By now your arm is killing you and you want to sell him. Good! The moment of him stopping is almost there. Once that happens, and he is standing quietly, reward him with the treat, take the bridle away and pat him. The timing for this is the instant he is quiet, not two minutes after.
Then stand away and let him think about what just happened. This is the ‘magical’ part of training; this is what I teach in every clinic. It is in this small moment of surrender and reward that you gain trust, and although it may feel small to you, it is a very big deal to the horse. Timing is crucial here. He must be quiet before receiving the reward.
Once you have given him 30 seconds of ‘think’ time, go back to the beginning, keeping the treat in your left hand with the bit and the right hand holding the bridle softly in place. Prepare your arms for another session of pain. Once he stops and softens, treat him again, remove the bridle, stand back and wait 30 seconds. Repeat, repeat and repeat, until this means nothing to him other that “wow, this is great, I get fed”. Normally I do not use treats for most of my training, but this is one place where it works very well. Eventually he will stand still and look for the treat. It may feel like you have replaced the dancing problem with a treat problem, but now we have a horse looking to place his muzzle in the hand with the bit.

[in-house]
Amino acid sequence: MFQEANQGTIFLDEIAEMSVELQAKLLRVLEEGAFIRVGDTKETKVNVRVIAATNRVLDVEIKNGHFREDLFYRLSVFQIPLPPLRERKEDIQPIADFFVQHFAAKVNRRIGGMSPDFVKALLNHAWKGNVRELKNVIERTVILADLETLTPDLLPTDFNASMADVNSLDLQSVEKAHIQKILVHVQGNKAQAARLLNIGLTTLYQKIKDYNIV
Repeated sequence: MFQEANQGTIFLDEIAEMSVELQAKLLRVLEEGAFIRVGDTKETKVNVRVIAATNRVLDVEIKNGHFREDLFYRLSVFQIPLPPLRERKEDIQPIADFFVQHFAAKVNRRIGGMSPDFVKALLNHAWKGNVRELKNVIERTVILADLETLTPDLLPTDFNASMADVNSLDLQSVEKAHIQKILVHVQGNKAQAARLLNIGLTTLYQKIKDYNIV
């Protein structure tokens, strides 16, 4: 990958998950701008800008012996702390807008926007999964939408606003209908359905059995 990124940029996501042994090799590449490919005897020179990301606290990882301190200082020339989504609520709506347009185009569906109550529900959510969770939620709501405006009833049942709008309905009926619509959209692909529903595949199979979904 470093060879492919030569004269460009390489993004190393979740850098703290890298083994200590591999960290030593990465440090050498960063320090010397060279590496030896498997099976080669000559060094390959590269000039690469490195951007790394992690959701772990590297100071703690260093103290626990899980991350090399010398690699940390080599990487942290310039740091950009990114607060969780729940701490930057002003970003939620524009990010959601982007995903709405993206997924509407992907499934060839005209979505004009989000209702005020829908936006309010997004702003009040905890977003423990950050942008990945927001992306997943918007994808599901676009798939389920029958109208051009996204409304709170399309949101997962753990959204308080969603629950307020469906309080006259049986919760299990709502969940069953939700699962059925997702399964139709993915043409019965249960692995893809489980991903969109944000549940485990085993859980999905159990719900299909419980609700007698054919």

Now it’s time to ask him to accept this part. If you have a rubber bit around, it may be useful to use this at first, so he won’t feel the metal hitting his teeth.
Position yourself again with both hands. When he is quiet, place a finger inside his gum area, moving it around, getting him use to things in his mouth. Do it only for a short second or two at first. Once you stop, stand back for 30 seconds and let him think again. Then go back and do it again. Make sure to keep your finger close to the gum area, do not put it in this mouth; you may get bit accidentally. Once he accepts that quietly, treat him once at the end of it. As he accepts this, ask a bit more of him, putting a little pressure on his gums to ask him to open his mouth. (You should be in this for about one hour at this point. I’m letting you know so that you prepare the necessary time up front.)